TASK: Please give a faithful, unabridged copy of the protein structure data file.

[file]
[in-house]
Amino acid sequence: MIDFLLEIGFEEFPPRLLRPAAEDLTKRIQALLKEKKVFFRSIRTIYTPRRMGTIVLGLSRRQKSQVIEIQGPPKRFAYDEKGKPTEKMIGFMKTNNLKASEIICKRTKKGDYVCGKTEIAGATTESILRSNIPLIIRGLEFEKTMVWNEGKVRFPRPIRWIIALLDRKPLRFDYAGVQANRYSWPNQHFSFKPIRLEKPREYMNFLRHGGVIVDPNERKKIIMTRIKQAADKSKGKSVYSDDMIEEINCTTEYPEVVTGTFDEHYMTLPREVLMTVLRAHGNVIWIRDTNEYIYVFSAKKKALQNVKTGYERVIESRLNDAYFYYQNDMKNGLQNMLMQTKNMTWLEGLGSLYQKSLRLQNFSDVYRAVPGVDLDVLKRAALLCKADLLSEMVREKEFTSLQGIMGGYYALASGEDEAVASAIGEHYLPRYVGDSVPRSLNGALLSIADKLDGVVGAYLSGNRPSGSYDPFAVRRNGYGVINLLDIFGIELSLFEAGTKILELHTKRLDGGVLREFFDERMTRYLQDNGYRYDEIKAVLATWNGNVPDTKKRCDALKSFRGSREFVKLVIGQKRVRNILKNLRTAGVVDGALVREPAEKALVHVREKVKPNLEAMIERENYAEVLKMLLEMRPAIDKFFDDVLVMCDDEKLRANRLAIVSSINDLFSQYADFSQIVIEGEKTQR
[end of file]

[in-house]
Amino acid sequence: MIDFLLEIGFEEFPPRLLRPAAEDLTKRIQALLKEKKVFFRSIRTIYTPRRMGTIVLGLSRRQKSQVIEIQGPPKRFAYDEKGKPTEKMIGFMKTNNLKASEIICKRTKKGDYVCGKTEIAGATTESILRSNIPLIIRGLEFEKTMVWNEGKVRFPRPIRWIIALLDRKPLRFDYAGVQANRYSWPNQHFSFKPIRLEKPREYMNFLRHGGVIVDPNERKKIIMTRIKQAADKSKGKSVYSDDMIEEINCTTEYPEVVTGTFDEHYMTLPREVLMTVLRAHGNVIWIRDTNEYIYVFSAKKKALQNVKTGYERVIESRLNDAYFYYQNDMKNGLQNMLMQTKNMTWLEGLGSLYQKSLRLQNFSDVYRAVPGVDLDVLKRAALLCKADLLSEMVREKEFTSLQGIMGGYYALASGEDEAVASAIGEHYLPRYVGDSVPRSLNGALLSIADKLDGVVGAYLSGNRPSGSYDPFAVRRNGYGVINLLDIFGIELSLFEAGTKILELHTKRLDGGVLREFFDERMTRYLQDNGYRYDEIKAVLATWNGNVPDTKKRCDALKSFRGSREFVKLVIGQKRVRNILKNLRTAGVVDGALVREPAEKALVHVREKVKPNLEAMIERENYAEVLKMLLEMRPAIDKFFDDVLVMCDDEKLRANRLAIVSSINDLFSQYADFSQIVIEGEKTQR